Share an organizational tip from your classroom. What is one thing that you do that works for you?
While there are many things that I do to keep myself organized, when I enter the classroom, the most effective organizational tool I use on a daily basis providing a basic outline of our daily tasks for students.
While planning my week, I keep a lesson plan on Google Drive that I can easily share with other instructors for collaboration purposes. In addition, I create “functional” lesson plans for myself each day so I can keep track of what I want to cover during class as well as reflections on successes and challenges of individual activities. This functional lesson plan is for myself, but when I arrive in the classroom each day, I like to write the lesson plan on the board for students.
While this is a simple way of maintaining organization, I think it goes a long way in including students in their own education. Since I work with students at the university level, I like to include them in the day-to-day organization of our class. We typically go over the plan for the day at the beginning of the class, and we sometimes reflect on what we’ve accomplished at the end of class. Actually, I would like to do this reflection more as there is often not enough time to recap at the end of class. I haven’t done it yet, but I’ve considered conducting exit interviews periodically via Socrative (an online response tool), since most of my students typically bring devices to class.
Has anyone used Socrative or another tool in this manner? My intuition is that using a tool like this could give students a sense of ownership over their class as well as providing feedback to the instructor as the semester goes on.
I’ve decided to participate in this 20 Day Blog Challenge from Kelly Hines. Today is day 1.
Day 1: Favorite book to share or teach.
I’m not sure if this prompt is meant to be about a textbook, a professional development book, or a book for students to read, but I’m going to approach it as if it is the latter. I teach students at the university level, so most of them are preparing to study at an American university after their time in our program. As such, the program implements a book club in its reading and writing classes starting at the intermediate level. The purpose of this semester-long assignment is to get students to read in English while practicing discussion, organization, and other important skills.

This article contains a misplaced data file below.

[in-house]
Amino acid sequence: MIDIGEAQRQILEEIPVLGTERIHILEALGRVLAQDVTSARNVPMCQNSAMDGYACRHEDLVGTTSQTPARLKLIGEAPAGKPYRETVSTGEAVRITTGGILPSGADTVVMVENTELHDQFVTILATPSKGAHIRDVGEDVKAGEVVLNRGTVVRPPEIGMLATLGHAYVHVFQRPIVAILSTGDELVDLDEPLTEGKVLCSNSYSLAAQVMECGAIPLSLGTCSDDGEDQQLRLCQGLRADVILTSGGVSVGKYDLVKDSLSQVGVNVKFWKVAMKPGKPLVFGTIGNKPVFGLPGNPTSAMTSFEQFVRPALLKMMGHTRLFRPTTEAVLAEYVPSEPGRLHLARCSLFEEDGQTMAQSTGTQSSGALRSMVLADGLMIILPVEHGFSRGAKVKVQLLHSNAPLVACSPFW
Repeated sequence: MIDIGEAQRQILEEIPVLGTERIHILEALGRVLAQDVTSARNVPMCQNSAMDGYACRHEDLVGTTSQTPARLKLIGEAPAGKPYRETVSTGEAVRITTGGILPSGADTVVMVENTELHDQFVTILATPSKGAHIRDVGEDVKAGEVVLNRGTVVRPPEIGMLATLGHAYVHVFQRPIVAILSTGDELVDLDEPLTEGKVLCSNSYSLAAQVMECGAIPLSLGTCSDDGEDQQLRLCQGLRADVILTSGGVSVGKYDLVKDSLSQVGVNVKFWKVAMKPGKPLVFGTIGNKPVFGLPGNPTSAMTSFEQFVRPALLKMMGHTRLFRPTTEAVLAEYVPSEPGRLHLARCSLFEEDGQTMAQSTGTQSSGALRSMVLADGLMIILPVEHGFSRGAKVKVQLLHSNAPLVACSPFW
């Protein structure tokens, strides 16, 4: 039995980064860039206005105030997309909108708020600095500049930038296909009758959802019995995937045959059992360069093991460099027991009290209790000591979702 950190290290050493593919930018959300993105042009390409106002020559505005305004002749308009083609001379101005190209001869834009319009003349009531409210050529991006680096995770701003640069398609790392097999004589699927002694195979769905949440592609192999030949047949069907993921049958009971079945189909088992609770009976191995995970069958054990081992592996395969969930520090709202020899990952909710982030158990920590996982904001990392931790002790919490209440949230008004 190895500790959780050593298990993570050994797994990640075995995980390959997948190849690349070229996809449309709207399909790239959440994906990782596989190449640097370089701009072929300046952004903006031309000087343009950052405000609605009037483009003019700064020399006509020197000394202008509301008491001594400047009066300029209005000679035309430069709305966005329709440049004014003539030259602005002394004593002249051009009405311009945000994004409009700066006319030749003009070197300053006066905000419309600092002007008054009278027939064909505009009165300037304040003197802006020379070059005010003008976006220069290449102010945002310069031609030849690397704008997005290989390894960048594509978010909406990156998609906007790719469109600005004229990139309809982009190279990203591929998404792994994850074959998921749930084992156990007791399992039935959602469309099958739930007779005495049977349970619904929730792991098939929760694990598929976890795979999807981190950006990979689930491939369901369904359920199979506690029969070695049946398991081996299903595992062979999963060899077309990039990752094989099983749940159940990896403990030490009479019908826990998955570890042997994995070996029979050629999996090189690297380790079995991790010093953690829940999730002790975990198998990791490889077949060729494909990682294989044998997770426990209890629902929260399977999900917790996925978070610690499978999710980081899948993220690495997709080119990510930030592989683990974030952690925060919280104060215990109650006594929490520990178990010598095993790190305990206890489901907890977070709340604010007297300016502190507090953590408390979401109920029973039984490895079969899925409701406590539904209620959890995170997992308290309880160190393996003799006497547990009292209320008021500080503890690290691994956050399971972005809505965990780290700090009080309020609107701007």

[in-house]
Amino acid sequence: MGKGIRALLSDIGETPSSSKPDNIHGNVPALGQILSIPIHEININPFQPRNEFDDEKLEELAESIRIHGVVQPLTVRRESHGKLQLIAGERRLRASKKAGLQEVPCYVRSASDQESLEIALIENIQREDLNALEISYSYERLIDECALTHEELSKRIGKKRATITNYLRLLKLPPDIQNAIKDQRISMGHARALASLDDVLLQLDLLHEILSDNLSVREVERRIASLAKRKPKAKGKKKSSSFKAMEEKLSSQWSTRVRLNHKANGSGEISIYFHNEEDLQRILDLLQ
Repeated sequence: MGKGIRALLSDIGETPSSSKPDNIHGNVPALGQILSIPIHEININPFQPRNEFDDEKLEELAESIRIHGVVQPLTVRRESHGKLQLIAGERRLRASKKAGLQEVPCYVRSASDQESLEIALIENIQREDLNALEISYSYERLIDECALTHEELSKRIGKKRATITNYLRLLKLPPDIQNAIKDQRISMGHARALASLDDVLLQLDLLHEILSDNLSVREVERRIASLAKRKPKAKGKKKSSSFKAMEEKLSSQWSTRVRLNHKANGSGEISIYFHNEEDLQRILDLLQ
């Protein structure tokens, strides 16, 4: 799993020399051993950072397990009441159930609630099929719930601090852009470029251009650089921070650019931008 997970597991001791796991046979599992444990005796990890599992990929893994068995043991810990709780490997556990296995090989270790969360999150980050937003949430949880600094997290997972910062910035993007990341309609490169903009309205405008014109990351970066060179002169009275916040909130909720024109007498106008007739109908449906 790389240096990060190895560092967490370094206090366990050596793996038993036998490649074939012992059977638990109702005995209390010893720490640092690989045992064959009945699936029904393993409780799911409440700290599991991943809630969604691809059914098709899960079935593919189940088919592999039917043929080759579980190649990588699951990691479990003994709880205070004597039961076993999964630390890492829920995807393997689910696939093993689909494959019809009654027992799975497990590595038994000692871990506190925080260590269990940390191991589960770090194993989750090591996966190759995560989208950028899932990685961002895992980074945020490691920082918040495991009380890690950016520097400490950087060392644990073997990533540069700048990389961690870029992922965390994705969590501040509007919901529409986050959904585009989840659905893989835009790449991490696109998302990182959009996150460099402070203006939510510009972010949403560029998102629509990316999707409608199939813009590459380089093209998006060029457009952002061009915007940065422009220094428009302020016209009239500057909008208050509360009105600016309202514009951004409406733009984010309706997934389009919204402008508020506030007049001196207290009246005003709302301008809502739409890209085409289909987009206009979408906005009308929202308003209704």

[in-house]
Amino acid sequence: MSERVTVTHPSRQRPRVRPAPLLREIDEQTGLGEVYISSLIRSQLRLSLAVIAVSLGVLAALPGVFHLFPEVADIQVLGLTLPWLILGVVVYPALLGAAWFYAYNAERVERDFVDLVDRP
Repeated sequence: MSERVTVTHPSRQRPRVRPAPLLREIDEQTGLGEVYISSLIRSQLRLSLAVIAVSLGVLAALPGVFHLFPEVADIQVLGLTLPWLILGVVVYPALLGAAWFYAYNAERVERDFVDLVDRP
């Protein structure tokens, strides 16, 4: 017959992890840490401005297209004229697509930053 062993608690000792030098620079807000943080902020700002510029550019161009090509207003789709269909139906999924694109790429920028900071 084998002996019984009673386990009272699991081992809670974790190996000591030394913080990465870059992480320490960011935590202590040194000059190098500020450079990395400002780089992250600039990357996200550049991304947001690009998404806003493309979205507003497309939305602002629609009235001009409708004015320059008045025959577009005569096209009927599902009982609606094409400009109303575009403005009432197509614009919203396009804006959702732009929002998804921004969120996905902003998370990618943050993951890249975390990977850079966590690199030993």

Last semester, my students seemed to enjoy the book “The Runaway Twin” by Peg Kehret. The book is fairly short, so students were able to get through the whole thing by the end of the assignment. The book includes themes about family, forgiveness, and identity. The students seemed to enjoy discussing these themes, and it was easy enough to make connections between the themes in the book and their own lives. The students also seemed to enjoy making alternative endings to the book and presenting them in their speaking and listening course.
Some other books we’ve used for book club include:
The Perks of Being a Wallflower by Stephen Chbosky
Divergent by Veronica Roth
Twilight by Stephanie Meyer
The Help by Kathryn Stockett
Red Scarf Girl by Ji-Li Jiang
The book club semester-long project is something that most students seem to get behind. They have extended reading assignments throughout the week, but they only meet in “book clubs” once a week (usually) to discuss what they’ve read and share what their own assignments about the readings. For example, each student is assigned a role (discussion leader, word whiz, etc.). The word whiz’s job is to identify new or interesting vocabulary and bring definitions and example sentences for the rest of the group on the day they meet. By dividing the work load, each student is responsible for their portion of the assignment, and everyone becomes engaged with the text in a different way.
Wowzers! It’s been quite a while since I’ve taken the time to create a post. While my brain is constantly reflecting on my own teaching and different aspects of education, I have been preoccupied with specific educational endeavors, namely: my final Plan B paper and teaching portfolio to finish my degree. I still have some revisions to work on, but I hope to defend near the end of January. :) I’m also between semesters right now, and I’ve kind of taken up non-teaching activities to relax and enjoy my time off. I started making a quilt, and it seems to be shaping up quite nicely!
Now, down to business. I came across this post by Tom Whitby in my RSS feed the other day, and I think he raises some interesting and salient points about the use of technology in education. Tom suggests:
It may be time to shift the discussions to what we need our kids to learn and how they will implement that learning in our culture, and continue to learn, as the life long learners, which we, as educators, supposedly strive to make them to be.
The discussion about whether instructors should use technology in their teaching has been happening as long as technology has been around. I imagine educators and administrators discussed whether it would be beneficial to use individual chalkboards with students when that was the cutting-edge of technology, and the discussion will undoubtedly continue as new technologies that can impact they way students learn is developed. However, Tom explains:
The skills that educators are emphasizing more and more are skills of: curating information, analyzing information, understanding information, communicating information in various forms, collaborating on information both locally and globally, ultimately, creating information for the purpose of publishing and sharing. These are the goals of 21st Century educators. These are also the today’s needs of industry, business, and banking. Many of these skills are also needs of artists, writers, and musicians. Even politicians could use these skills, which are apparently lacking in a majority of our current leaders.